2016 brought many innovative changes in the recruitment industry in terms of both work processes and tools for the job. And we’re quite sure that the coming year promises more of the same. So with that in mind, we’re taking a look at the skills recruiters need to learn if they are to stay ahead of the game in 2017.
An aptitude for all things tech
According to a survey by Jobvite, only 10% of recruiters expect their companies to automate jobs in the next 2-3 years so while the robots are here, they’re not quite taking over.
This year saw a number of new applications and platforms join TalentDash in the recruitment niche placing many recruiters in unfamiliar waters.
So what should they do with all these new tools and platforms, many of which involve some form of artificial intelligence? The most logical choice, but not always the chosen one, is to embrace the changes and learn to use these applications to increase workflow.
With technology becoming more prevalent in the recruitment industry the need to develop an aptitude for using programs and tools to handle less important tasks is essential. But with new developments and advances in the tech we use coming hard and fast, it’s just as important to learn how to adapt to changing processes.
Social recruiting skills
Did you know that 79% of job seekers use social media in their search for a position? Well, it’s true and according to Glassdoor’s 50 HR and Recruiting Stats That Make You Think, 86% of people will use social media for job hunting within the first ten years of their careers.
It’s plain to see that social media is fast becoming one of the most important mediums with regards to talent acquisition. So as you can imagine, it makes good sense to learn how to use it properly from a business perspective.
It’s no longer enough to simply place an ad in the right place at the right time. Recruiters need to understand the various trends and common practices specific to each platform, and how to make use of them correctly.
While the rest of the world is learning how to photograph their meals perfectly, recruiters will be busy working out how to leverage this medium to their advantage.
Mobile marketing skills
It’s fair to say that we are currently living in the age of the smartphone. In fact, these days desktops are almost exclusively for work-related tasks. So it should seem quite obvious that recruiters and their employers would have mobile-ready careers pages and websites.
Unfortunately, for some unknown reason, the recruitment niche is more than a little late to the mobile-responsive party.
Glassdoor’s survey tells us that 45% of job hunters use a mobile device to search for jobs at least once a day. It goes on to say that 59% think it’s important to save a job on their mobile device so they can apply for it later. And the most incredible stat of all is that 90% of Fortune 500 company career sites are set up for desktop only. That’s right, not even a hint of mobile optimization.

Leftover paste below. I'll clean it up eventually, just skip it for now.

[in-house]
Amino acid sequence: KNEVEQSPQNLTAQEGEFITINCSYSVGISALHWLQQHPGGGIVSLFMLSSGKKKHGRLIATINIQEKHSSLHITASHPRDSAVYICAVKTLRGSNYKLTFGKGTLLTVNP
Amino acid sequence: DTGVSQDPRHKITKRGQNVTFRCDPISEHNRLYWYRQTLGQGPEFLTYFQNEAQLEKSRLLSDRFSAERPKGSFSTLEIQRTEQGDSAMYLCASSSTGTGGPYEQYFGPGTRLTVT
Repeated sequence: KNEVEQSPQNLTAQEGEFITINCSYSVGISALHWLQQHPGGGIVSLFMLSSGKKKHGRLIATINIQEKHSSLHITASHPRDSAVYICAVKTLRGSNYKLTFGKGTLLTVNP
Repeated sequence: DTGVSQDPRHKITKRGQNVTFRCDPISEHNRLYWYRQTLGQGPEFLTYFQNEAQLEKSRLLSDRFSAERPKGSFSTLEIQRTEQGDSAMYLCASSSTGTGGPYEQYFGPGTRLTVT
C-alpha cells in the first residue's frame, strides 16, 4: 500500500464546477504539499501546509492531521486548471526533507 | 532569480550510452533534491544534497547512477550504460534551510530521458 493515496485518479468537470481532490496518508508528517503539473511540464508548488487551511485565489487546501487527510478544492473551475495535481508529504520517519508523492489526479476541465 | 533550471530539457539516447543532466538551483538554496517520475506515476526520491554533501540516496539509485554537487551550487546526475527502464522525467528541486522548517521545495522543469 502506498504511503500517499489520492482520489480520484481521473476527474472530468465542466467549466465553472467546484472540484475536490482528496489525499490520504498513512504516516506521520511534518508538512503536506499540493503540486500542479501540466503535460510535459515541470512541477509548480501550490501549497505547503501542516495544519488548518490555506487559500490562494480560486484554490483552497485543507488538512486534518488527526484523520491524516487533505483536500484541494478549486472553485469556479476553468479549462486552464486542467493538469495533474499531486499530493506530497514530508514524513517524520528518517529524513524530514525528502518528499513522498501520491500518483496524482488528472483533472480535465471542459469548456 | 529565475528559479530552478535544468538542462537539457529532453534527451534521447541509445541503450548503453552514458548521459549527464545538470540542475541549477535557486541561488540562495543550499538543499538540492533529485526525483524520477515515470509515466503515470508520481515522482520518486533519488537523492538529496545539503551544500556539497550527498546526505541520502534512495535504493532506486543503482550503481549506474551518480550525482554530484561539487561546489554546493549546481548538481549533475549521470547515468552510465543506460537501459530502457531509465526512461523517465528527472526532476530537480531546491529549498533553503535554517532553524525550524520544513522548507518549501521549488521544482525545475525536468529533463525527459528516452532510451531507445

It’s staggering that an industry which is so fast to embrace new technologies is dragging its collective heels on this point.
In 2017 recruiters will have to move fast to optimize their sites and pages while also learning how to manage their marketing with mobile devices in mind. Fail to do so and they could lose access to a significant percentage of the talent pool.
Knowing how to handle data
We all talk about sifting through piles of resumes, but the truth is that there is a definite shift from traditional practices to online/digital methods. This prompted a need for recruiters to learn how to handle big data from digital resources, a task that’s not as easy as it sounds.
While recruiters are well equipped with all those new tools and platforms to assist in their collation of data, there comes a time when they need to take back the reins. Gathering data is now the easy part, it’s analyzing that data and converting it into intelligence that requires no small amount of skill.
Recognizing valuable profiles and using them to spot the right talent for the right position is the bread and butter of recruitment. But as times change, we have more data at our disposal than ever before. The successful recruiter of 2017 will master data analysis which, incidentally, is something that we at TalentDash can help out with.
Better marketing skills
According to Glassdoor, 69% of candidates surveyed would not even consider taking a role with a company that had a bad reputation. And that’s even if they were out of work at the time.
We discussed cleaning up your talent pool through good employer branding previously, and yes we keep coming back to it because to Millennials, in particular, company reputation is everything.
So why does a recruiter need to brush up on their marketing skills? Well, as one of the first points of contact for a company, it’s in a recruiter’s best interests to market said company in a healthy light. Online profiles and the company website must reflect the values and message the company holds or wishes to convey, and quite often this responsibility falls within a recruiter’s jurisdiction.
Then there’s also the matter of job postings, descriptions, and of course, engaging with the public through online conversations on social media platforms. And remember what we said earlier about social media skills? The 2017 recruiter will certainly have their hands full.
No matter how many skills you need to learn or brush up on, you can rest assured that there are many others in the same boat. So rather than overindulging in leftover turkey and mince pies, get a head start on the competition and start the coming year in a blaze of activity.